take this visual example (3) [w3.org] (ignore the actual module for now).. that is technically a three column layout, and the columns then have further columnar layouts inside them.. e.g. the four cars in the right column is a four column layout with header, it could be marked up as list of choices so it still makes sense if/when it degrades but then the <li> items can floated into a four column layout.
The "gridlines" being demonstrated in that page actually help visualise that the whole template is just a series of columns separated by margins/whitespace, I think anyway ;) - so perhaps even incorporating that into your sketch may help?
Absolute positioning would not work well at all for something like this, as getting the page to flow would not work.. floats all the way IMHO
CSS layouts are probably hardest to understand. First you need to understand the principles of float and absolute(relative) positioning then all the "hacks" for various browsers then all the rest.
You also may start with some CSS Framework (but first learn some CSS). I build one CSS Grid Framework called Emastic but I think it's not for beginners.Also I think that CSS Frameworks are great for portals(they all have the grid structure).
|..then all the "hacks" for various browsers |
I really feel we need to dispel this little myth ;)
Lets not muddy the issue - you do not need to "hack" any more. If you do decide to provide a slightly less enhanced version for IE browsers because a particular version doesn't yet support some enhancement you'd like to use then there are simple ways to do so. Floats are well supported by all browsers.
Floats are well supported by all browsers!?
What about: IE5/6 Doubled Float-Margin Bug? Maybe I used wrong word - "hack". The point is theoretically the same CSS code should be interpreted in the same way by all the browser. But it does NOT! Than you have problem and you must use some tricks or hacks or bug fix or call it what you want in order to fix the problem.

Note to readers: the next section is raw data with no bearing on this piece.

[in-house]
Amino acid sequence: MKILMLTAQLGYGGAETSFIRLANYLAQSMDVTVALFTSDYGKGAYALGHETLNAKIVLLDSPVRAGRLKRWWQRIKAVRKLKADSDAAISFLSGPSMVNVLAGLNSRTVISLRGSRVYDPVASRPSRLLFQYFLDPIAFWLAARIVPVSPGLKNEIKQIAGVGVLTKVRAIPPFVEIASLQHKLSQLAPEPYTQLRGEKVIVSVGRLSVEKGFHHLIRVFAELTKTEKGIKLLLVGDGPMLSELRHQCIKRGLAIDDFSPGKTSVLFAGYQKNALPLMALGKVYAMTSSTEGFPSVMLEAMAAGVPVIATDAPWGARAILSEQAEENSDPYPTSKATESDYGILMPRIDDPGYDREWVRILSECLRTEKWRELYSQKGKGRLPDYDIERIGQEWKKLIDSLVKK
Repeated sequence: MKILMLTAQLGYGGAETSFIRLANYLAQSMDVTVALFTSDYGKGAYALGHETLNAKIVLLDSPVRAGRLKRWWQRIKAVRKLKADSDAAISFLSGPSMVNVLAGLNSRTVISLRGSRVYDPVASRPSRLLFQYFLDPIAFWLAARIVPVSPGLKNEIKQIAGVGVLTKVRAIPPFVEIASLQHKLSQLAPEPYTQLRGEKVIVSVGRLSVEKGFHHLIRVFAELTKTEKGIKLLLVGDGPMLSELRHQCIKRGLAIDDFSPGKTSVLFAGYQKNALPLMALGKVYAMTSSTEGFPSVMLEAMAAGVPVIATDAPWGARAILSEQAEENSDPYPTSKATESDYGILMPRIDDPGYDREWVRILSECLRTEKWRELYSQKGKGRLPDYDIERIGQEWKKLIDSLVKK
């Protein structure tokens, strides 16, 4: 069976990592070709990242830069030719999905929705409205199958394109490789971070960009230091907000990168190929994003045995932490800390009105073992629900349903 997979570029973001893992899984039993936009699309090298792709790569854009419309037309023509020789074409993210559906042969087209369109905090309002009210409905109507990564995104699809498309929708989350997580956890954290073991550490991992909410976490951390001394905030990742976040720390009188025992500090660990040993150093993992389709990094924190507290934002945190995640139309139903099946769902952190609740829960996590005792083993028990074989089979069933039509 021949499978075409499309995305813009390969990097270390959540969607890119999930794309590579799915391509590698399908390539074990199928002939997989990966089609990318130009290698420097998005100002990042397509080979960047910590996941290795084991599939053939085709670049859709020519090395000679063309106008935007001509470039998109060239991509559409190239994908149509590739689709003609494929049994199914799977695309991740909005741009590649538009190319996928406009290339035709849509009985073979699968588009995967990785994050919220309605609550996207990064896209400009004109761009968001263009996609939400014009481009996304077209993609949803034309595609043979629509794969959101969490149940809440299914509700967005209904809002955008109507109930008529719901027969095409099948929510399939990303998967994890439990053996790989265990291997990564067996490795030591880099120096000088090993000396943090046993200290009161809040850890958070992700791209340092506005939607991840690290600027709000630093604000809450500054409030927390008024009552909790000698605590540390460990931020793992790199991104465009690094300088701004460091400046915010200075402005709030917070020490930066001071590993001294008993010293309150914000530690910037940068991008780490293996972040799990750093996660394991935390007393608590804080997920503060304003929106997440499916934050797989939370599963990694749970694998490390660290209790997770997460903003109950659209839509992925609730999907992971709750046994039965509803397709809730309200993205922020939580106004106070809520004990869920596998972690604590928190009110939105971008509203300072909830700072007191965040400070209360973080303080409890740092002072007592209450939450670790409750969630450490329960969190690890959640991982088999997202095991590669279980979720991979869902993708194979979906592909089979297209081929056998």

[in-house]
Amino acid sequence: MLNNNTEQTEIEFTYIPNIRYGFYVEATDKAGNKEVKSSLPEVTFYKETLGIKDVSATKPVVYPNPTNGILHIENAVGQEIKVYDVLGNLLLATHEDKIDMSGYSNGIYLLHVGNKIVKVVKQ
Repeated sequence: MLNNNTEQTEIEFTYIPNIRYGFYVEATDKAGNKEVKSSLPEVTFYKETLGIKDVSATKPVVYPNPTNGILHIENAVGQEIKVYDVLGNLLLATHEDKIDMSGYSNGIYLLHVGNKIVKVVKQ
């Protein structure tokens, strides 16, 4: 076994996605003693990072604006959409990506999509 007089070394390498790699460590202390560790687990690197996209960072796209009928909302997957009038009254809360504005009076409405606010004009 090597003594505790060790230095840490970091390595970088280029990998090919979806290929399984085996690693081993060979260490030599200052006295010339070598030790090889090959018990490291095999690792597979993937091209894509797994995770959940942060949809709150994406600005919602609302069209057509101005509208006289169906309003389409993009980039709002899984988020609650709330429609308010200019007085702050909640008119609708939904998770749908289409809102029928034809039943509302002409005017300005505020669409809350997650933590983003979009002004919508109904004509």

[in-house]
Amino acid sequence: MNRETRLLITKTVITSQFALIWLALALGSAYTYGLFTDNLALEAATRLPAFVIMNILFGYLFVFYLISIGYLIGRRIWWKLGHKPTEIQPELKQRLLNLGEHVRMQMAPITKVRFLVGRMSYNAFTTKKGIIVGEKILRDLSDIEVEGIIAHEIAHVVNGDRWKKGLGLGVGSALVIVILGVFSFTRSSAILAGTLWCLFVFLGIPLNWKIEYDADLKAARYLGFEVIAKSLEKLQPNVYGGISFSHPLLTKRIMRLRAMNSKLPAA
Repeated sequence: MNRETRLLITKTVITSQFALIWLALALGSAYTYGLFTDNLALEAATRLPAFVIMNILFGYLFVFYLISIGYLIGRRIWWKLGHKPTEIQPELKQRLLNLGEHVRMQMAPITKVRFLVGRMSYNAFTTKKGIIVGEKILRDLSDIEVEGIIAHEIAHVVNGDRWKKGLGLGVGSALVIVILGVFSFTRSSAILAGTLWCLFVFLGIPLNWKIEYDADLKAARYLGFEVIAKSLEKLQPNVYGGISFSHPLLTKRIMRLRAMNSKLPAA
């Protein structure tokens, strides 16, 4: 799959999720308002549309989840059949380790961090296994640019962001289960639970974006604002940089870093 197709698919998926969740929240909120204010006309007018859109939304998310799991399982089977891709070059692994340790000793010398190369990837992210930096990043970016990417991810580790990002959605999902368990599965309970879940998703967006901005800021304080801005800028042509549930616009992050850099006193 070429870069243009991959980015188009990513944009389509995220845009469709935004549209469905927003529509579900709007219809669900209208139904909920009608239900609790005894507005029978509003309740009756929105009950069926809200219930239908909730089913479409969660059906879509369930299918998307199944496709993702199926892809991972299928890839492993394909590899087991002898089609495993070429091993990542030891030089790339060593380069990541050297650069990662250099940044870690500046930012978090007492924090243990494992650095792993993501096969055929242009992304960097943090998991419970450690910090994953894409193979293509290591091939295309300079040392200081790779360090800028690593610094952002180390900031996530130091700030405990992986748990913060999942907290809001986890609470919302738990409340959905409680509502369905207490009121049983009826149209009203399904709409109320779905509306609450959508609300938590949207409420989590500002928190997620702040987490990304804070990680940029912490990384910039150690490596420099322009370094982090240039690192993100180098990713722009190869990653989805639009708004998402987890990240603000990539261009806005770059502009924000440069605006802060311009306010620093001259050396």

Designing with web standards by Jeffrey Zeldman is always a good start. It's pretty 'Pro' standards, and others here will argue against it. I lie somewhere in the middle, but at least the book won't teach you any bad habits as swa66 mentioned.
I think we all agree that the miserable support of the currently in use versions of IE is a major pain. But you can work around or get a degraded solution for all those IE versions (6 and 7, next to nobody uses 5 anymore these days).
The bugs in IE6 really are something we all should be very vocal about against Microsoft, not against CSS. The standard is not at fault, the implementation in IE is.
It's especially sad that over the years Microsoft never bothered to fix even the best known bugs, nor that they managed to convince their customers to upgrade to IE7.
When you do use the conditional comments the bugs in IE bother you just a bit less: you just fix the result. E.g. if you see the margins to wide: just reduce them, don't bother with the reason, the stuff you could add that don't set the other browsers off isn't important anymore.
As for understanding CSS: it's *much* easier if you make/read CSS that's not stuffed with things to make IE behave.
E.g. 9 out of 10 times we see "position:relative", it's got no top/left/right/bottom to go along with it and as such it's there in all likelihood either due to ignorance what the real position:relative is supposed to do (position:static is the default), or either more likely there for side effects in IE that should not be there to start with.
So I would agree all those fixes that are outside a conditional comment really are counterproductive.
w3.org has all the definitions what CSS is supposed to do online. E.g. the position stuff is here: [w3.org...] , floats are here: [w3.org...] .
I completely agree with you! I don't want to bug fix! Unfortunately 30-40% of my company site visitors uses IE6. I can't afford to lose 40% of my clients.I hope that one day all the browsers will have same standard.
Im waiting for that one day from 2000
We can sometimes become too clever in design. All those "float" guys and gals out there are really PRINT LAYOUT folks, just don't know it.
I come from a print background and after 10 years on the web finally realized YOU CAN'T MAKE IT LOOK RIGHT. So... serve content. Serve it pleasantly. And all browsers (all) will deal with a simple container, simple columns, headers and footers. Use the KISS method and all goes well...and you can get back to what it's all about: content or content and advertising (whatever floats yer boat!).
And take advantage of SSI or PHP includes, depending on platform and expertise.
These days I do it dirt simple...with no errors regardless of browser.
|What is the correct way to design layouts using CSS and how to learn |
Don't. It's a pain in the ass. (I am not very helpful)
|I hope that one day all the browsers will have same standard. |
(sigh) you and every other person who has ever coded html/css. Sorry, old salty dog reply here.
A few years ago I read a book called CSS Mastery by Andy Budd. That book explains the concept very clearly. Since then I have not had any problems at all. I highly recommend it.
my portal is now ready . designed in div. thk u all
Hi. I'm brand new here and I would just like to say 'Thank you' to everyone on the forum for all the great input.
Welcome to WebmasterWorld, keithbsydney!
and pleased to hear you got your layout done, dukelips :)
thk u suzy.
designing css layouts was quite frustrating but I learnt a lot in Css and this forum was great